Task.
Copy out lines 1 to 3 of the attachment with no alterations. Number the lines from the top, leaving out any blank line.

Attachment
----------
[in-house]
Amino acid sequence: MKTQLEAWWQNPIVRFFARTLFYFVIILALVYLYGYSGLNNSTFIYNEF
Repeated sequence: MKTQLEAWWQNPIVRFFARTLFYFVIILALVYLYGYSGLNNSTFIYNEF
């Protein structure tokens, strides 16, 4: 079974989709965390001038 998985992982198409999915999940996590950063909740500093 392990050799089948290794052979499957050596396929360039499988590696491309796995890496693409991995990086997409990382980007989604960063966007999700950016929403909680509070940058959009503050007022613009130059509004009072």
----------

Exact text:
[in-house]
Amino acid sequence: MKTQLEAWWQNPIVRFFARTLFYFVIILALVYLYGYSGLNNSTFIYNEF
Repeated sequence: MKTQLEAWWQNPIVRFFARTLFYFVIILALVYLYGYSGLNNSTFIYNEF